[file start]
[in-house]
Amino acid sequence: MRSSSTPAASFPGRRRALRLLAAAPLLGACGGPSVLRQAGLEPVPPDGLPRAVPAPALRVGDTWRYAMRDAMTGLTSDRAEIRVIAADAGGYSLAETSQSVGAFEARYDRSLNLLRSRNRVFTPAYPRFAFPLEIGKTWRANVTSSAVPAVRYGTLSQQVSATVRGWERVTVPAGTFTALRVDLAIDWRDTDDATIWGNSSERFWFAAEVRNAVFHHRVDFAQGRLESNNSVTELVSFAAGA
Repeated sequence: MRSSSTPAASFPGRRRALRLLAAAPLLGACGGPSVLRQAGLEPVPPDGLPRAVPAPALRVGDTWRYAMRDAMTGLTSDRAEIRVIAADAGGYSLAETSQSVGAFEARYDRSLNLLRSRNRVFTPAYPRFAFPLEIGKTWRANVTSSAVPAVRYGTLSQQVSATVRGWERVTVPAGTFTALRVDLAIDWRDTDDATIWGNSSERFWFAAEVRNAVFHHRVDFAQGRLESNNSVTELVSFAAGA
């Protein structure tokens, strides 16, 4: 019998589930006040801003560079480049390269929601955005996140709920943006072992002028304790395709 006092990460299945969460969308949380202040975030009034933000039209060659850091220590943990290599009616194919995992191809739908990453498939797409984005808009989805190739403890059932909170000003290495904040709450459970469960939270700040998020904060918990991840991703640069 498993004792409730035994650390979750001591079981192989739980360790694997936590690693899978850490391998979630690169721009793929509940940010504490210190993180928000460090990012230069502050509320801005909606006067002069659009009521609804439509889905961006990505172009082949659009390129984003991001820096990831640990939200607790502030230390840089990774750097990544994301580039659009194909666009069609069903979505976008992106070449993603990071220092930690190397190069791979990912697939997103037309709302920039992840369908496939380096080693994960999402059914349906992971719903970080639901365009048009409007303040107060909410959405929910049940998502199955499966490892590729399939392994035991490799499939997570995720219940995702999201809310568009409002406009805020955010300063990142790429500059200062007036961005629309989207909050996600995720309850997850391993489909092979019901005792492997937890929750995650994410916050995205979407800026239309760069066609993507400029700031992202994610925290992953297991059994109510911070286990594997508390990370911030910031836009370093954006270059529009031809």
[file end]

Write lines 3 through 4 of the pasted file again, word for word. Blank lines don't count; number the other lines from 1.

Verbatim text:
Repeated sequence: MRSSSTPAASFPGRRRALRLLAAAPLLGACGGPSVLRQAGLEPVPPDGLPRAVPAPALRVGDTWRYAMRDAMTGLTSDRAEIRVIAADAGGYSLAETSQSVGAFEARYDRSLNLLRSRNRVFTPAYPRFAFPLEIGKTWRANVTSSAVPAVRYGTLSQQVSATVRGWERVTVPAGTFTALRVDLAIDWRDTDDATIWGNSSERFWFAAEVRNAVFHHRVDFAQGRLESNNSVTELVSFAAGA
């Protein structure tokens, strides 16, 4: 019998589930006040801003560079480049390269929601955005996140709920943006072992002028304790395709 006092990460299945969460969308949380202040975030009034933000039209060659850091220590943990290599009616194919995992191809739908990453498939797409984005808009989805190739403890059932909170000003290495904040709450459970469960939270700040998020904060918990991840991703640069 498993004792409730035994650390979750001591079981192989739980360790694997936590690693899978850490391998979630690169721009793929509940940010504490210190993180928000460090990012230069502050509320801005909606006067002069659009009521609804439509889905961006990505172009082949659009390129984003991001820096990831640990939200607790502030230390840089990774750097990544994301580039659009194909666009069609069903979505976008992106070449993603990071220092930690190397190069791979990912697939997103037309709302920039992840369908496939380096080693994960999402059914349906992971719903970080639901365009048009409007303040107060909410959405929910049940998502199955499966490892590729399939392994035991490799499939997570995720219940995702999201809310568009409002406009805020955010300063990142790429500059200062007036961005629309989207909050996600995720309850997850391993489909092979019901005792492997937890929750995650994410916050995205979407800026239309760069066609993507400029700031992202994610925290992953297991059994109510911070286990594997508390990370911030910031836009370093954006270059529009031809």